Crystal balls and Naomi Watts are among the many components of the ensemble comedy “You Will Meet a Tall Dark Stranger.”

If nothing else, “You Will Meet a Tall Dark Stranger” is one of Woody Allen’s most generously plotted movies.

Alfie (Anthony Hopkins) and Helena (Gemma Jones) are a 40-year-strong couple whose marriage dissolves when Alfie begins a senior-life crisis overnight and opts for a more youthful lifestyle, including a sudden engagement to a gold-digging former prostitute (Lucy Punch).

Meanwhile, their daughter Sally (Naomi Watts) is also seeing her marriage to a literary one-hit-wonder, Roy, (Josh Brolin) fall apart — not just because his new novel hasn’t been coming along for years, but also because he’s being distracted by a beautiful new neighbor whose window is always conveniently open for him (Freida Pinto), while she is feeling tempted by her suave, heart-on-sleeve new boss (Antonio Banderas).

And all of this is happening as Helena perpetually consults and reports on the advice of a fortune teller, Crystal (Pauline Collins). This gives Helena a sense of post-divorce comfort and meaning, even if everyone else considers homicide every time they have to hear yet another one of Crystal’s predictions related to them.

Phew ­— that plot description alone is longer than a lot of the movie reviews that get printed in Entertainment Weekly.

None of this is exactly new territory for Allen, who has made his third consecutive film centered around infidelity and has also returned to his new urban muse, London, after a brief New York City homecoming for “Whatever Works”.

What’s disappointing is that Allen is lazy about the convoluted affairs, or maybe just not really interested in their real comedic potential. He attends to the plot’s mechanics so dutifully that there’s barely any room for the narrative to breathe, or really take off.

He also, unfortunately, brings back the happy-go-lucky narrator from “Vicky Cristina Barcelona,” who must infuriate every middle school English teacher trying to drill “show, don’t tell” into their students’ minds.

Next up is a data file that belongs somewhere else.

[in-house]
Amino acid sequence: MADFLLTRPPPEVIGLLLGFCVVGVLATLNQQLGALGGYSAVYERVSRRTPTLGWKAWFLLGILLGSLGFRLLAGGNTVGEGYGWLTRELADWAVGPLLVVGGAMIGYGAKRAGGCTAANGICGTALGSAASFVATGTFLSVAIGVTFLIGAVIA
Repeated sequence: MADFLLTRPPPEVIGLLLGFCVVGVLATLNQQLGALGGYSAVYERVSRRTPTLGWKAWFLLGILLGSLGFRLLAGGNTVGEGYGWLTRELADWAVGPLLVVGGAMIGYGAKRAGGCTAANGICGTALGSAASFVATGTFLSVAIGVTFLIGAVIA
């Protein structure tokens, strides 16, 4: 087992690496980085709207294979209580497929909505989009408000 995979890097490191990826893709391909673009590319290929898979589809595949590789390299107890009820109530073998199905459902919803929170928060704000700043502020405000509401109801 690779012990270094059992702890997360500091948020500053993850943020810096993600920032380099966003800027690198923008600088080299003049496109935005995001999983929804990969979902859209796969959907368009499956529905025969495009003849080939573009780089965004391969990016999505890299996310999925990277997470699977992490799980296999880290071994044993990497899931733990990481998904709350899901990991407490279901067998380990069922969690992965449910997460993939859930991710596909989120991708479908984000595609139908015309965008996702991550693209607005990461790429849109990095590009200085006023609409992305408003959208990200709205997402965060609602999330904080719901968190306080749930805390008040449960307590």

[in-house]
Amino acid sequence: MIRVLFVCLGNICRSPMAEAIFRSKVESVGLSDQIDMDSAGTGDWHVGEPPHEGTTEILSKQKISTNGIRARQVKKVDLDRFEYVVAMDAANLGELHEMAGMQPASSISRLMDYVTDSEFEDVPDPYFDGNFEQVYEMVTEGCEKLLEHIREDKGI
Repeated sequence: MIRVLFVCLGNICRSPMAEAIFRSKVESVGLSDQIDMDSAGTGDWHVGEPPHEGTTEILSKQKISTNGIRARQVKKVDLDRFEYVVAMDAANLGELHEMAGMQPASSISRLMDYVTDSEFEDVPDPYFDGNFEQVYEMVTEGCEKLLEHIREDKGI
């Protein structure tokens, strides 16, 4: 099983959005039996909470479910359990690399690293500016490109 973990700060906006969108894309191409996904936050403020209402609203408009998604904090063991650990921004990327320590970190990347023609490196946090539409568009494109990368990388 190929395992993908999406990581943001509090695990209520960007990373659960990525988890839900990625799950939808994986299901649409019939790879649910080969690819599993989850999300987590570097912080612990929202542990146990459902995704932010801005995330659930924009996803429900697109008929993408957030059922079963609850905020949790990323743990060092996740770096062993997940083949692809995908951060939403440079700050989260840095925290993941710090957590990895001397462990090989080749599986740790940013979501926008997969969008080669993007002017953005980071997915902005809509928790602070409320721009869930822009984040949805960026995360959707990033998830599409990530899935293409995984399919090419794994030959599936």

However, “Tall Dark Stranger” has two very good things going for it. First, like many of Allen’s good-enough comedies, this film’s light pleasures outweigh its shortcomings. The story runs on sheer, immoral absurdity, so it’s always a joy to follow even if the acutual humor is spotty at best. The cast of mostly Allen first-timers takes very well to the story, especially Watts, who believably turns Sally from a patient struggler to a struggling brat, and Brolin, who gives the failed author sympathetic plight instead of shtick.

Second, like many of Allen’s underappreciated comedies, it helps to realize that there are larger implications to those simple pleasures. The “tall dark stranger” of the title is mentioned only in an off-the-cuff retort, and yet he courses through every twist and turn.

Whether it’s through trying to recapture youth, a madcap desire for literary immortality or a belated wake-up to switch lovers, these characters are all grappling with their own way of denying death. Allen mostly keeps his approach to this material lighthearted, the darkness imbedded in the events is hard to shake off afterward.

All of this makes the film’s ending a terrific way to tie the whole story together — the most hilarious complications finally set in, the deserving characters get a moral bitch slap and the most unlikely of sweet conclusions emerges from the former cynicism.

“You Will Meet a Tall Dark Stranger” begins with one of the most Woody Allen-esque Shakespeare quotes: “Life is a tale told by an idiot, full of sound and fury, signifying nothing.” But at the end of the film, it seems another one of the Bard’s great lines better sums up the overall experience: “All’s well that ends well.”

Grade: B

Silverstein is a member of the class of 2013.

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